"Write it so that people can hear it, and it slides through the brain and goes straight to the heart." ~Maya Angelou

"I can shake off everything. As I write, my sorrows disappear, my courage is reborn." ~Anne Frank

"Look in your heart and write." ~Unknown

"We all have a story to tell." ~Unknown

"Writing is the painting of the voice." ~Voltaire

"Writing is easy. All you have to do is cross out the wrong words." ~Mark Twain

"It doesn't really matter what you write, but you must keep up practice." ~Rick Riordan

"There’s always room for a story that can transport people to another place." ~J.K. Rowling

"I like to think of myself as a storyteller." ~Kate DiCamillo

"READ! READ! READ! and WRITE! WRITE! WRITE!" ~Jack Prelutsky

"The storyteller in me asks: what if? And when I try to answer that, a story begins." ~Jane Yolen

And the final Author's Chair looks like this. I am pretty pleased with how it turned out.

Moving on to what the Author's Chair will be used for, I created a freebie with some Response Stems.  I find that students never know quite how to respond to what is shared from the Author's Chair, so I created these that will become an anchor chart in my classroom and be glued in their writer's notebooks as a guide to help scaffold their learning. You can find the link to my Author's Chair Response Stems here.

Sunday, August 3, 2014

Back to School Sale Time!

My wish list has been loaded for a while. And now I am ready to stock up on the Teachers Pay Teachers Products I need for the school year (or at least the beginning of the school year). The TpT Annual Back to School Sale is always one of the biggest of the year. Most sellers, including nearly all of the top sellers, participate by putting their whole stores on sale 20% off. And then on top of that, TpT allows you to enter the code BTS14 at checkout to get an additional 10% off... which adds up to 28% off on so many fantastic teaching products.

Some of you may already know that I got my start in blogging with Sub Hub. I had an extremely hard time finding a full-time teaching position, and so subbed in K-5 classrooms for four years. In those years, I learned a lot about what teachers and subs need, so I launched several lines of sub plans. And even though I don't really post on Sub Hub anymore since getting my full-time fourth grade position, those sub plans continue to be by far my most popular products.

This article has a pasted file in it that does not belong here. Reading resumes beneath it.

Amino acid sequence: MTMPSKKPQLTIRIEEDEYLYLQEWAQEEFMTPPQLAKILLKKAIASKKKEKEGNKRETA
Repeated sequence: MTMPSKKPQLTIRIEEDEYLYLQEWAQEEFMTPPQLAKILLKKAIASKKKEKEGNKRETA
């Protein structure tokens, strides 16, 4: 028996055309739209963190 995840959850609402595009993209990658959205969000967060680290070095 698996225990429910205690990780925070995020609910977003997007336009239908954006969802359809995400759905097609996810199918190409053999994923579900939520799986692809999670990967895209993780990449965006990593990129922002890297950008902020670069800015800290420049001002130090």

First, there is the line I have of emergency sub plans aligned with CCSS. All these plans are based on a picture book and have lessons for warm-up, reading, language arts, math, science, and social studies. They are available for grades K-4.

Then, there is the Just Add Paper line. These are for those true emergencies. Then also have lessons for warm-up, reading, language arts, math, science, and social studies. They are also based on picture books. And they are available for grade K-5 and as a bundle for subs to have in case no plans are provided. The difference with these is that they are much more generic. You get to pick the picture book you use, so it can be anything you have available in your classroom. And there are no copies to make at all. You just need to add paper. There are lessons to write, draw graphic organizers, make foldables, and make other manipulatives. They are not meant to be comprehensive or in-depth lessons. They are meant to make the most out of a bad situation... when you are not physically able to write any sort of a lesson plan. These plans will let you salvage something out of the day, and at least do some educational activities.

Both these lines, along with everything else in my store will be on sale Monday and Tuesday (August 4-5). You can see lots of other stores and products on sale by visiting this Pinterest board I am hosting specifically for the sale.

Or visit these linky parties to find other amazing resources. What did teachers ever do before Teachers Pay Teachers? Ha! I know I have been a tremendously better teacher because of the products available on TpT.

So, happy shopping, and make this the best school year yet!

Thursday, July 31, 2014

Let's Have Some Fun Linky

The start of the year can be a scary time for most teachers, me included. There are so many details to remember. And so many things to be unpacked. And so much organization. And then there's all the inservice meetings. Whoa! I might be hyperventilating a little. Time to slow down and remember why we do this teaching thing in the first place.

For me, the number one reason I love to teach is that it is FUN! There is not a day that goes by that those little stinkers don't make me smile and laugh. This is why I am linking with Elementary Matters in her Let's Have Some Fun link party.